1948 the birth of Israel: in May 1948, the Jews of Palestine declared an independent state in their ancient homeland. Arab armies immediately attacked, and the conflict drags on six decades later.

Author:Roberts, Sam
Position:TIMES PAST - Country overview

In a simple, solemn, emotional ceremony at a Tel Aviv art museum that began with the singing of Hatikvah," the national anthem, the state of Israel I was proclaimed by the new Prime Minister, David Ben-Gurion, at 4 p.m. on May 14, 1948.

The proclamation 60 years ago this spring promised social and political equality for all inhabitants of the new nation, and Jewish leaders vowed to safeguard the sanctity of Muslim and Christian holy places. But there was little time for celebration in a city already blacked out to protect it from the Arab invasion everyone expected.

The attack by six Arab nations came immediately, touching off a spiral of war and violence that continues to this day, despite numerous attempts by the United States and other nations to mediate one of the world's most intractable conflicts.

Israel's roots as a Jewish homeland can be traced back thousands of years, to a time when many competing tribes struggled over the territory now known as the Middle East. The Old Testament recounts Moses leading the Israelites out of Egypt, and Joshua conquering Canaanite city-states in an area that roughly corresponds to today's Israel. David established a kingdom based around Jerusalem about 1000 B.C.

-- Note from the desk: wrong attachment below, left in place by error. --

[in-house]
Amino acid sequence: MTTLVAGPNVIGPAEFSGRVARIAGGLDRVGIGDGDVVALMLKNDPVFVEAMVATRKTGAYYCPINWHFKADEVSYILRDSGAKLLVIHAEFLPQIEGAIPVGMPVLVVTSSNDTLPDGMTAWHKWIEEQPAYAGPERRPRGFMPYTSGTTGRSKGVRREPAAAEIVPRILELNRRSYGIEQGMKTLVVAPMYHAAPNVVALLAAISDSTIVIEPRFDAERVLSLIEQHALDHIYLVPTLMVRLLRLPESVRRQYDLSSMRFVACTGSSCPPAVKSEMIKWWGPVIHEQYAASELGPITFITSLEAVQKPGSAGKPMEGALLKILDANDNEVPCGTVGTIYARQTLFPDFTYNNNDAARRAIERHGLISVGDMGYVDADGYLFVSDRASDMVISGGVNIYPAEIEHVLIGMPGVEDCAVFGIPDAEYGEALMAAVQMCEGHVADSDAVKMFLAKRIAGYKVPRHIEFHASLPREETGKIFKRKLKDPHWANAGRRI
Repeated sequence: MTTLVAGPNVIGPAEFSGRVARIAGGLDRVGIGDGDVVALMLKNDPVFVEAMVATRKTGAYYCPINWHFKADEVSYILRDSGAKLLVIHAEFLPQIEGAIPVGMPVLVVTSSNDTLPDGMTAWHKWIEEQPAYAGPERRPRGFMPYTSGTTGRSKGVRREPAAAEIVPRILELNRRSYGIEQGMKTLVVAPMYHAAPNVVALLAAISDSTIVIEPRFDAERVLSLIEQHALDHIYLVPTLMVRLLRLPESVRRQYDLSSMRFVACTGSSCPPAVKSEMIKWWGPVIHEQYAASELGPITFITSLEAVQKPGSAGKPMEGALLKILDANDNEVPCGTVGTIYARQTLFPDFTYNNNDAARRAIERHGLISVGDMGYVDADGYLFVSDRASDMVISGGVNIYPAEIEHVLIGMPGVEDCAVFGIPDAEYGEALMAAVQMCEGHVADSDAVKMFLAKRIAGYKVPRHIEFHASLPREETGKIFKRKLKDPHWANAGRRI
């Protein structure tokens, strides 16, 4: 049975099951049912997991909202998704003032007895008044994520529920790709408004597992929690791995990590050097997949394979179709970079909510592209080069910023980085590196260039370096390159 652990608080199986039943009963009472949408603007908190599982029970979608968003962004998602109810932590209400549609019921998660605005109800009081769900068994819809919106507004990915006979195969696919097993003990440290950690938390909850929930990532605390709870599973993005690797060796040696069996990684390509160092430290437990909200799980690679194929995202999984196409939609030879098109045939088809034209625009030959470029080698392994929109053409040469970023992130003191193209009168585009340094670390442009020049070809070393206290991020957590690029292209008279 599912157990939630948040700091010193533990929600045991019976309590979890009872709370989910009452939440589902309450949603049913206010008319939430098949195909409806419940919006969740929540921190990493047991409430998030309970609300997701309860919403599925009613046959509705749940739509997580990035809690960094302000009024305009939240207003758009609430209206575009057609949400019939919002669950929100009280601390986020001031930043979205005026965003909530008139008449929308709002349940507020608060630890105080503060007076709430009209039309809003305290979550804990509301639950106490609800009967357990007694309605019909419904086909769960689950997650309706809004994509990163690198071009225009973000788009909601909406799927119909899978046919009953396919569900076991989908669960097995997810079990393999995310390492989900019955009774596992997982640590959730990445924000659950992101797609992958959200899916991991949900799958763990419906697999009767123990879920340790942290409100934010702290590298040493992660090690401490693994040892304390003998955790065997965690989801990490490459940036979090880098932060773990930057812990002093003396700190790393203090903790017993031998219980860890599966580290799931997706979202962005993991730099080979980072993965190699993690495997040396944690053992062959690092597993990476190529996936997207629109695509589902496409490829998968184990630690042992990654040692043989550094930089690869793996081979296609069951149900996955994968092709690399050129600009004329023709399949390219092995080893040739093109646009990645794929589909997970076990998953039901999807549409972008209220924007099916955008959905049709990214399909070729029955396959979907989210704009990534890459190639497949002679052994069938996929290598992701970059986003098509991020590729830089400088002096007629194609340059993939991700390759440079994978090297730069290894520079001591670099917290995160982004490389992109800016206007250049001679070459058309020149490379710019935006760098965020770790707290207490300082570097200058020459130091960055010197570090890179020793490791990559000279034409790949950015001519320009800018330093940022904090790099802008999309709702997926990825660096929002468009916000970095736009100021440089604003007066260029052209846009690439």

But this area on the eastern shore of the Mediterranean, at the center of ancient trade routes, would later be fought over by the Assyrians, the Persians, and the armies of Alexander the Great. In 164 B.C., the Jews came under Rome's control. In 135 A.D., the Romans drove the Jews from Jerusalem. The Romans were succeeded by the Byzantines, the Turks, the Crusaders, the Arabs, and finally the Ottomans in the 16th century.

Though there was a Jewish presence under all these rulers, it wasn't until the late 19th century that European Jews began emigrating in large numbers to what was then known as Palestine. They left Europe to escape anti-Semitism, especially in Russia, and to be part of the movement known as Zionism, one of the many strains of nationalism then sweeping the world. The Zionists' goal was to re-establish a Jewish state in the ancient land of Israel, referred to many times in the Bible as Zion.


Zionism began to bear fruit during World War I. The Ottoman Empire--based in Turkey and spanning Southeastern Europe, the Middle East, and North Africa had sided with Germany and against Britain, France, and later the U.S., in the war. In 1917, Britain promised support for a Jewish national home in Palestine in what is known as the Balfour Declaration. But at the same time, the British were also promising independence to Arabs in the Middle East in return for their support against the Turks and Germany.

After the Allied victory in the war, the League of Nations made Palestine a British protectorate (or mandate), and carved out the countries of Iraq, Syria, and eventually Lebanon. A few years later, Britain created Transjordan (now Jordan) from the part of Palestine located east of the Jordan river. The mostly arbitrary boundaries of these Arab states helped set the stage for many conflicts that are still unresolved today.


At the same time, Palestinians--Arabic speakers, both Muslim and Christian, who had lived in Palestine under...

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